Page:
Studies initially conducted during the Apollo Program and Apollo-Soyuz Test Project using bacteriophage typing patterns reported that the transfer of Staphyloccus aureus among crewmembers was a common occurrence. A phage typing experiment was also conducted during the Apollo-Soyuz Test Project to study microbial exchange among the U.S. and Russian crewmembers. Further phage typing studies were conducted during the Skylab program, which also included data regarding dissemination of the organism through the spacecraft environment. Data from the Skylab 3 mission suggested two incidences of intercrew transfer.
Staphyloccus aureus was chosen as the target bacterium to study the spread of microbes in the spacecraft because it is frequently isolated from crewmembers and from the Space Shuttle environment. This 2-year study included 10 Space Shuttle missions ranging from 5 to 16 days in duration, with 5-7 crewmembers per mission. A total of 57 astronauts (45 male and 12 female) participated in the study, and 33 (58%) were culture-positive during one or more sampling periods for Staphyloccus aureus.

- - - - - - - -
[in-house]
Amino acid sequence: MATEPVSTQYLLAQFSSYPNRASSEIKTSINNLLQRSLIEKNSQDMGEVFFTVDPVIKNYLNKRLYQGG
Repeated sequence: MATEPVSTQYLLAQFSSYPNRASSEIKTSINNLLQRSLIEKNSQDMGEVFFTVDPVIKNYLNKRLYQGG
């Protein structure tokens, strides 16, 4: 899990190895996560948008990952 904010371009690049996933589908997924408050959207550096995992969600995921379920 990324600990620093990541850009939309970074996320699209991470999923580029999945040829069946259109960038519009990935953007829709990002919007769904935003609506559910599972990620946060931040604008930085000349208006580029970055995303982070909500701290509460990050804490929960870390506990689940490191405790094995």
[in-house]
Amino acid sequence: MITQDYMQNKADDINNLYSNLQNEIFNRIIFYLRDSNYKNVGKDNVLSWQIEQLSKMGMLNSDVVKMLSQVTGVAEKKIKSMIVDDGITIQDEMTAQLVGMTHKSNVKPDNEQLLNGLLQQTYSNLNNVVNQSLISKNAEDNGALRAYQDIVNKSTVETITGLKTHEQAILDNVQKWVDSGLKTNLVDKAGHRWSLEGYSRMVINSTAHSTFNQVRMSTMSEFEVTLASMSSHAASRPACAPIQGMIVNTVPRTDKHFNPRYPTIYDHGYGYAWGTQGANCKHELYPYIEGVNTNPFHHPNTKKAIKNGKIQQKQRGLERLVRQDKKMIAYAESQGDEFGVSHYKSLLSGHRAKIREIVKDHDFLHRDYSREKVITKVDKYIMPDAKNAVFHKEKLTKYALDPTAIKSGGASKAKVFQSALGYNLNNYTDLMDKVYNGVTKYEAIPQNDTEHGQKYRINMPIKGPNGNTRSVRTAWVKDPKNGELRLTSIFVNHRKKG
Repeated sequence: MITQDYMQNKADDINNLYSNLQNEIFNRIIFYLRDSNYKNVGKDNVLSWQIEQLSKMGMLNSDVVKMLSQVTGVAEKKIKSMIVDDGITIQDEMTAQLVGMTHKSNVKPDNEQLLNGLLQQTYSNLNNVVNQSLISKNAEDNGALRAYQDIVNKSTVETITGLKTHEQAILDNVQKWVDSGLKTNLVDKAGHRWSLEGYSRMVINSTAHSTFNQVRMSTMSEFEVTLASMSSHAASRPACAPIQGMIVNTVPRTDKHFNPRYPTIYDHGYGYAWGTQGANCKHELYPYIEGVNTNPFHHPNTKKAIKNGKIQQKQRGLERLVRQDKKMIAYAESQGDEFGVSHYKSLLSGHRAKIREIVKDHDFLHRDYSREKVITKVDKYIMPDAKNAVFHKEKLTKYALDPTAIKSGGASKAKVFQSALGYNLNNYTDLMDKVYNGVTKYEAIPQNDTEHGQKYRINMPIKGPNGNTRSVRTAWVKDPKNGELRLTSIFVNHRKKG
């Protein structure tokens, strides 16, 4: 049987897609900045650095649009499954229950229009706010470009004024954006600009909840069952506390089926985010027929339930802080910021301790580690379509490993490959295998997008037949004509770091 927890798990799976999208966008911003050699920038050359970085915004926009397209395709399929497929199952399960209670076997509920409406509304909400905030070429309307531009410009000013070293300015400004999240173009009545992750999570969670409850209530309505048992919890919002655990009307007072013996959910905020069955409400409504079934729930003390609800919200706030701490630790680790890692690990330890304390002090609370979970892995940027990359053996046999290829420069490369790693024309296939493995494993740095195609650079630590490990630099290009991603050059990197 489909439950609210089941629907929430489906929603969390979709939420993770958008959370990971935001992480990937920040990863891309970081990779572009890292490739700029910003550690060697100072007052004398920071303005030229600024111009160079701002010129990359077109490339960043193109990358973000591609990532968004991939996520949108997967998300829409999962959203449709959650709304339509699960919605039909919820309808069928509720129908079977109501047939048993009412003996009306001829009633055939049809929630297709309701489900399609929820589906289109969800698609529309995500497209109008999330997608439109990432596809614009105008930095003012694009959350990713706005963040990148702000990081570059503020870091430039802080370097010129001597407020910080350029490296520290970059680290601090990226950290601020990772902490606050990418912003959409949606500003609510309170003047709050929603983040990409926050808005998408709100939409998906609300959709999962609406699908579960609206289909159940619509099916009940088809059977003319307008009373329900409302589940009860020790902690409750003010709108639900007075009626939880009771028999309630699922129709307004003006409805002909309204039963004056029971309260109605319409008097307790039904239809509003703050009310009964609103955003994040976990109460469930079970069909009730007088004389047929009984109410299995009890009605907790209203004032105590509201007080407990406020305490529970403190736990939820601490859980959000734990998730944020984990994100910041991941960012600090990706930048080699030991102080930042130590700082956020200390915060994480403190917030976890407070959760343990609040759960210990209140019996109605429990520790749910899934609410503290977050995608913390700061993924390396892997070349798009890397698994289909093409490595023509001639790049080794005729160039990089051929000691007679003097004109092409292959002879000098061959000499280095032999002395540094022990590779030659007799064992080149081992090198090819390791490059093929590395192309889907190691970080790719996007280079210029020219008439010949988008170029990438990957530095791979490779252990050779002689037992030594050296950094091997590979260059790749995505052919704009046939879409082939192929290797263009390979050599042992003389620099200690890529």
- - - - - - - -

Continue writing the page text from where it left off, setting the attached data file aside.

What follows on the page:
The 139 isolates collected during the study included 96 Staphyloccus aureus strains isolated from culture-positive subjects, and 43 strains isolated from surfaces inside the Shuttle crewmember compartment. In 37% of the subjects, Staphyloccus aureus was isolated at all three sample collection periods while 21% of the subjects were intermittent carriers, from which the bacteria was isolated during one or two of the three sampling periods. Staphyloccus aureus was not isolated during the pre- or postflight sample collections from 42% of the subjects. Of those harboring the target bacteria, the most common site for isolation was the nose. Isolates were also obtained from throat and urine specimens, however, these comprised only about 25% of the Staphyloccus aureus isolates.
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